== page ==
2. Get a blood test.If your vet isn't sure about Addison's Disease, he may want to take a blood sample from your Poodle to run an overall screening panel to check her levels. He will be looking for her overall organ health, specific mineral levels, signs of anemia, and her red and white blood cell count.
    • Addison's Disease can cause a shift in certain mineral levels in her blood stream, including lower levels of chloride and sodium. Any significant shift in the sodium and potassium ration in her blood will help determine Addison's Disease.
    • This test will also help rule out other diseases and point your vet in the direction of Addison's disease.
  3. Have her X-rayed.In some cases, your vet will x-ray your Poodle to help rule out other problems, such as a gastrointestinal blockage due to a foreign object, which can cause vomiting and diarrhea. It may also show her heart, which can show if there is a reduced blood volume in her heart caused by the Addison's Disease.
    • This heart shrinkage is due to a reduced blood volume brought on by dehydration and a reductions volume of circulating blood in her system.

Understanding Addison's Disease

  1. Learn about Addison's Disease.Addison's Disease is known as hypoadrenalism  or hypocortisolism. It is also calledthe great pretenderbecause it is a disease that, in its early stages, mimics many other mild, common problems. This makes it very dangerous because Addison's Disease can be extremely serious, in which Poodles with severe cases can go into shock and die.
    • Addison's Disease is most common in young to middle aged dogs, which is when she is a puppy until she is around five years old. It is also most common in female dogs.
  2. Determine how it affects your Poodle.Addison's Disease causes the body to stop making mineralocorticoids and glucocorticoids, which are substances your Poodle needs to deal with the stresses she undergoes every day. These also help regulate multiple normal bodily functions.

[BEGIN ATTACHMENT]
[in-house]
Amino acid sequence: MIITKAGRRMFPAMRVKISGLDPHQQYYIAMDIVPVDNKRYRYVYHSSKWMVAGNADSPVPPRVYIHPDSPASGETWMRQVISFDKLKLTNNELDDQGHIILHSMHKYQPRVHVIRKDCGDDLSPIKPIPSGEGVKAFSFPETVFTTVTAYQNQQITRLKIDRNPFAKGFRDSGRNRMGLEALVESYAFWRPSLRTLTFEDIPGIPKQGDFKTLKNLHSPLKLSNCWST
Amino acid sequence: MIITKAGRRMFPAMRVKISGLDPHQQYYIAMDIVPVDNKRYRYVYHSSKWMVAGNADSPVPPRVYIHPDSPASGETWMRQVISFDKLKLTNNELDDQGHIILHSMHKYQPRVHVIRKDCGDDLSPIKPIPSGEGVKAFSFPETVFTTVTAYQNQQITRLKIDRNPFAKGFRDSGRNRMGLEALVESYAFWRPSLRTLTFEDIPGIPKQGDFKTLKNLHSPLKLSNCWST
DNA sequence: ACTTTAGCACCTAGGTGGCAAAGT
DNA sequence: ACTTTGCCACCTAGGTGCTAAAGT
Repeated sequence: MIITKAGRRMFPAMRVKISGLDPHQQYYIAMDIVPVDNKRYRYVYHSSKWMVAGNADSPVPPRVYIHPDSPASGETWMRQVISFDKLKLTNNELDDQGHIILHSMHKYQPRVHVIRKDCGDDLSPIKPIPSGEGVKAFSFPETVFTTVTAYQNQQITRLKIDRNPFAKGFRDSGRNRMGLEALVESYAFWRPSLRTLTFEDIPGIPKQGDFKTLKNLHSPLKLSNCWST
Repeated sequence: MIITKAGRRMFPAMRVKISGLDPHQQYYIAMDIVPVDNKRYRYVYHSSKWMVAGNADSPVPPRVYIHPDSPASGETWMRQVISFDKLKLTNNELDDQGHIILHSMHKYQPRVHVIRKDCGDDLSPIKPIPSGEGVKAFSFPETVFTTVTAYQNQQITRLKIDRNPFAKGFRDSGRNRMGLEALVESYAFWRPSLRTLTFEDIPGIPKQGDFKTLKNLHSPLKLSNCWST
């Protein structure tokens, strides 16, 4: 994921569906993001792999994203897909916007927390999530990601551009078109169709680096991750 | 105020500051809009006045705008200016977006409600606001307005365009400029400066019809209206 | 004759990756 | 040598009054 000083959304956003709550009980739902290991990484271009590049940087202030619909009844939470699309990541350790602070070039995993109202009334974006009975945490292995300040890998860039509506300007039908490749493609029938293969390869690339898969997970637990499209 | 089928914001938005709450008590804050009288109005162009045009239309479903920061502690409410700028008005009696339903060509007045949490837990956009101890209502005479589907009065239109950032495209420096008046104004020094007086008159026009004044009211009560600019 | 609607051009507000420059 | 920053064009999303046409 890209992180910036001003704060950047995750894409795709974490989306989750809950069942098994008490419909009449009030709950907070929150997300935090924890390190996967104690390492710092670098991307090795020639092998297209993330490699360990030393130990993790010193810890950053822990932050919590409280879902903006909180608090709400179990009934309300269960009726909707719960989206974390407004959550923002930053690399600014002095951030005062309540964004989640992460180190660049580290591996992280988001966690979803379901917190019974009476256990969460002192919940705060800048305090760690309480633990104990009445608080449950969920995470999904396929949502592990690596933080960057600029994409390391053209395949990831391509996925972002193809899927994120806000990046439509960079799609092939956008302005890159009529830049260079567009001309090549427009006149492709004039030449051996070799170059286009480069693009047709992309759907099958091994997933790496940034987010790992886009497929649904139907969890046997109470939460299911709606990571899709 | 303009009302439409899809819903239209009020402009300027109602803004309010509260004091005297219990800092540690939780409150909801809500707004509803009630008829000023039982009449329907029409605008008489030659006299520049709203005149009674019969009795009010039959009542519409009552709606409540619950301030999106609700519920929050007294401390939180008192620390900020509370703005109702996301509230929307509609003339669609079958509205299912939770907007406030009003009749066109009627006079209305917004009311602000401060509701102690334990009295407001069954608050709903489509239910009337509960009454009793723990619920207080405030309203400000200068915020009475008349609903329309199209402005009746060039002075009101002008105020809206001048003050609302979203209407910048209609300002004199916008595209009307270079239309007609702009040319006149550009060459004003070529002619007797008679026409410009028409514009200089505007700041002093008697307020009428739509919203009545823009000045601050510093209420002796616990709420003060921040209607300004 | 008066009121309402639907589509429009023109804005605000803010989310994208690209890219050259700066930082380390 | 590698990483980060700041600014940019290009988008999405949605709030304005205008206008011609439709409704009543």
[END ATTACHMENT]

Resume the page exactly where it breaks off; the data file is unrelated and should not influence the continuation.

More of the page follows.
3. Know the causes.The decrease in mineralocorticoid and glucocorticoid production from Addison's Disease develops because of damage to your dog's adrenal glands, which produce these hormones. This damage is most commonly due to an autoimmune disease, which is when your dog's immune system works to destroy her own glandular tissue
    • Other causes of Addison's Disease may include trauma to her abdomen or drug-induced disease, which is not necessarily a common cause for poodles
  4. Treat Addison's Disease.Addison's Disease is treatable once you diagnose the condition. Once your vet ensures that your Poodle has the condition, he will give you oral tablets to give your Poodle that will replace the missing glucocorticoid and mineralocorticoid. Your dog may instead require hormone replacement through injections, which will have to be administered by your vet every three to four weeks.
    • You will also have to add a salt supplement to your dog's diet, which will help with the underlying salt deficiency caused by Addison's Disease.
    • These two medications will help return your dog's life to normal.
  5. Treat acute Addison's Disease.Your dog may suffer from an acute episode of Addison's Disease, which is a sudden and severe onset of the symptoms. If this occurs, she needs treatment immediately. She will be hospitalized and the treatment will depend on how severe and which specific symptoms your dog has. She will likely receive instant treatment with intravenous hormones and fluids. If she does not get help immediately, she may go into shock and die.
    • After these episodes, it is likely your dog will need hormone replacement therapy for the rest of her life.

Community Q&A

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  • Question
    Are neutered dogs more likely to have Addison's Disease than intact dogs?
    Okapi
    Community Answer
    Yes studies have shown that neutered male dogs are more likely to develop Addison's Disease than intact male dogs.
    Thanks!
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Sources and Citations

  1. Small Animal Internal Medicine. Nelson & Couto, Mosby.
  2. Small Animal Internal Medicine. Nelson & Couto. Mosby.
  3. Diagnosis and treatment of canine hypoadrenocorticism. Ramsey. In Practice 25.
  4. Diagnosis and treatment of canine hypoadrenocorticism. Ramsey. In Practice 25.





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Date: 04.12.2018, 13:22 / Views: 31483